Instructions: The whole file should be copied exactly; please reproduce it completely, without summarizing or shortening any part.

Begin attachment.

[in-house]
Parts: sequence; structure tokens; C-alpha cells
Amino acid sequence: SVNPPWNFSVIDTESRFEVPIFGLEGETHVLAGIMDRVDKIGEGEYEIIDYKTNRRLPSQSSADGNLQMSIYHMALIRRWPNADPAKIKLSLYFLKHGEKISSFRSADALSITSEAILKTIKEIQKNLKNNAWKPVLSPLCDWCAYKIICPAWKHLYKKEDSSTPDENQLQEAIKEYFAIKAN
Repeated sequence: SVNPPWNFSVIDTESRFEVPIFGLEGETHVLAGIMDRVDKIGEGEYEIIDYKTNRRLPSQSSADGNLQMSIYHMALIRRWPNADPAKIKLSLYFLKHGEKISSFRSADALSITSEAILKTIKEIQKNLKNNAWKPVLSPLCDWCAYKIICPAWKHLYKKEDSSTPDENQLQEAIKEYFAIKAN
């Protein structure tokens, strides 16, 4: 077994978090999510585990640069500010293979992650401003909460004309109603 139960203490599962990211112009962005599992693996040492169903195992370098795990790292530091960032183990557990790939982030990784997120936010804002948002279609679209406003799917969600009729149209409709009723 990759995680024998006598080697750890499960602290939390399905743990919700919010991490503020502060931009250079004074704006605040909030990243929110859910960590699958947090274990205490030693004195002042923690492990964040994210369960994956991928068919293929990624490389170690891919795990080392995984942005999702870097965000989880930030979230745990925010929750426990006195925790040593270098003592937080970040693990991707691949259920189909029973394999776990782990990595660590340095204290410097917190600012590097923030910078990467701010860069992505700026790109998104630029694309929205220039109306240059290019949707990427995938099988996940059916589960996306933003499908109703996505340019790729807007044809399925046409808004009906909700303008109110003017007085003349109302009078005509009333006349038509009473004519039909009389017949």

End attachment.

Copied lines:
[in-house]
Parts: sequence; structure tokens; C-alpha cells
Amino acid sequence: SVNPPWNFSVIDTESRFEVPIFGLEGETHVLAGIMDRVDKIGEGEYEIIDYKTNRRLPSQSSADGNLQMSIYHMALIRRWPNADPAKIKLSLYFLKHGEKISSFRSADALSITSEAILKTIKEIQKNLKNNAWKPVLSPLCDWCAYKIICPAWKHLYKKEDSSTPDENQLQEAIKEYFAIKAN
Repeated sequence: SVNPPWNFSVIDTESRFEVPIFGLEGETHVLAGIMDRVDKIGEGEYEIIDYKTNRRLPSQSSADGNLQMSIYHMALIRRWPNADPAKIKLSLYFLKHGEKISSFRSADALSITSEAILKTIKEIQKNLKNNAWKPVLSPLCDWCAYKIICPAWKHLYKKEDSSTPDENQLQEAIKEYFAIKAN
């Protein structure tokens, strides 16, 4: 077994978090999510585990640069500010293979992650401003909460004309109603 139960203490599962990211112009962005599992693996040492169903195992370098795990790292530091960032183990557990790939982030990784997120936010804002948002279609679209406003799917969600009729149209409709009723 990759995680024998006598080697750890499960602290939390399905743990919700919010991490503020502060931009250079004074704006605040909030990243929110859910960590699958947090274990205490030693004195002042923690492990964040994210369960994956991928068919293929990624490389170690891919795990080392995984942005999702870097965000989880930030979230745990925010929750426990006195925790040593270098003592937080970040693990991707691949259920189909029973394999776990782990990595660590340095204290410097917190600012590097923030910078990467701010860069992505700026790109998104630029694309929205220039109306240059290019949707990427995938099988996940059916589960996306933003499908109703996505340019790729807007044809399925046409808004009906909700303008109110003017007085003349109302009078005509009333006349038509009473004519039909009389017949």